Clad in a red sari with a gold border, Meenakshi Raghavan wields a sword and a shield. The petite woman assumes a formidable stance and matches each strike from her opponent—twice her size and less than half her age—with an alert ferocity that reflects in her eyes. Meenakshi Amma, as her family and disciples fondly call her, is at the “kalari,” or arena, in Vadakara, a small town in northern Kerala, India, training her students the moves of the martial art of kalaripayattu. One disciple, as her students are known, swings his sword through the air but Meenakshi Amma suddenly twists on the mud floor dodging the attack and counter striking, taking her disciple by surprise.
Everything about Meenakshi Amma is a surprise. At 81 years of age, Meenakshi Amma is the oldest woman “gurukkal,” or teacher, actively practicing this ancient practice from the southern Indian state of Kerala. She is credited in popularizing the once-banned practice and with inspiring women—long excluded from the kalari—to take up the martial art as means to self-defense.
Derived from the Sanskrit word “khalurika” meaning battlefield or military training ground, kalaripayattu—or simply, payattu—dates back thousands of years and was traditionally practiced by the Nair community warriors of Kerala. Yoga postures paired with wooden sticks, metal blades and bare-hand combat techniques make it one of the more complex martial arts. “Kalaripayattu is a complete art form that has the grace of a dancer and lethal moves of a warrior. It synchronizes both mental and physical faculties and tests the extreme limits of the body and mind.’ says Meenakshi Amma.
For centuries kalarippayattu was deeply ingrained in the culture of Kerala, according to the late historian and Kalaripayattu master, Chirakkal T. Sreedharan Nair. It was both a mode of warfare and a method of settling disputes between feuding families. Throughout this time, women trained along with men. Some, such as Unniyarcha, identified as a 16th-century woman warrior, became fixtures in the folklore of Kerala.
But the prominence of kalaripayattu had already begun its slow decline with the arrival of Europeans on the shores of Kerala around the late 15th century. Its traditional weapons were no match for the firearms of the Portuguese. The final blow came with British rule. An armed revolt between 1796 and 1805 by the combined forces of Pazhassi Raza, Nair warriors, and Kurchiya tribes of Wayanad, resulted in the British officer Lord William Bentick issuing a government order in 1804, permanently banning possession of weapons and weapons training to curb future revolts. For almost 150 years under the oppressive British rule, the young men and women could not learn and practice the traditional martial art.
The ban on the practice of kalaripayattu by the British lasted until the countrywide Swadeshi Movement, defying British rule, began in the early 1900s. The century-and-half ban had almost wiped away the tradition of systematic practice of the martial art. With the Swadeshi movement, however, began the slow revival when some of the traditionally trained gurus restarted training villagers covertly. It was only in 1958, almost a decade after independence of India that an organized effort towards the revival of martial arts started with the formation of the State Kalaripayattu Association.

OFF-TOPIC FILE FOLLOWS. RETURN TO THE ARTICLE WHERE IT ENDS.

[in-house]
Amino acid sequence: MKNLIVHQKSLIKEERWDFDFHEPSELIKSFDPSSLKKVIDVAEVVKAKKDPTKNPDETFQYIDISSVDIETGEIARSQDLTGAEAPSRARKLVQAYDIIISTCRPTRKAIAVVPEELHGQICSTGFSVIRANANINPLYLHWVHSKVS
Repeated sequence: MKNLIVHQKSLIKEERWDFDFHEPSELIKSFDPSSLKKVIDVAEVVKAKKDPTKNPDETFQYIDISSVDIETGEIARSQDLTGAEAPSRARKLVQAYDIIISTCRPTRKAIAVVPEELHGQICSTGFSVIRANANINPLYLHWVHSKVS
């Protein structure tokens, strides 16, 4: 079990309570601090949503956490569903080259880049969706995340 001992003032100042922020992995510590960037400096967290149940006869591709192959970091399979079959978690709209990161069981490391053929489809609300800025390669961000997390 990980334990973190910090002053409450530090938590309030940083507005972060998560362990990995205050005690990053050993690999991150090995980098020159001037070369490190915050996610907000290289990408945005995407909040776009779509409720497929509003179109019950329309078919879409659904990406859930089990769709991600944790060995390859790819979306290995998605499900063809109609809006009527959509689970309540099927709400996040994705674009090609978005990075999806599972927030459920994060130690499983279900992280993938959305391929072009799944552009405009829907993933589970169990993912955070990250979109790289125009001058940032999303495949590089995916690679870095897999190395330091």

Meenakshi Amma was seven, the traditional age for starting kalaripayattu training, when her father introduced her to the practice on the advice of her Bharatanatyam (Indian classical dance) teacher. She started training under her future husband, the legendary late VP Raghavan Gurukkal in 1949 at Kadathanad Kalari Sangham in Kerala. “It is so much a part of me now, just like breathing” the matriarch says now.
But in the mid-20th century, it was unusual to see a woman in the kalari. Women had become homebound, and the legends of 16th century female warriors like Unniyarcha were history, cited and extolled only in ballads. “I got a lot of encouragement though,” says Meenakshi Amma. “My dance guru and most of the family supported the idea of me being trained in an activity that was predominantly a male bastion.”
While most of the small number of women who did study kalaripayattu gave up after marriage and childbirth, Meenakshi Amma, who married her kalaripayattu teacher, continued her practice. “I took a break during my pregnancies and when my children were younger, but I was always by my husband’s side every day at the kalari. I prepared the herbal oils and Ayurvedic medicines for ‘marmchikilsa’ [massage treatment for vital pressure points of the body], cuts, bruises, pains and aches, an essential part of training of kalaripayattu,” she recalls.
Meenakshi Amma stepped into her husband’s shoes as a gurukkal after his death in 2009 and has been training young and old, men and women from across the country and abroad. In 2017, “She was like a mother to her students,” says Kunnathukuzhi Francis Thomas Gurukkal, one of her students who runs a kalaripayattu school of his own in Wayanad.
In 2017, Meenakshi Amma was awarded the Padma Shri, one of India’s highest civilian awards for her work. In her paper in Women’s Studies, Ashitha Mandakathingal writes, “The massive media coverage Meenakshi received after her national recognition placed Kalaripayattu in limelight in national headlines making it popular talking point, leading to the revival of Kalaripayattu in contemporary Kerala.”
Seeing an old woman handling spears, swords and sticks effortlessly generated a desire and confidence among young women to learn kalaripayattu. “Women should take up payattu to empower themselves,” Meenakshi Amma says. “It not only makes the body stronger but also helps in improving stamina, concentration, and control over motor skills.” She adds, “Learning the martial arts makes women fearless.”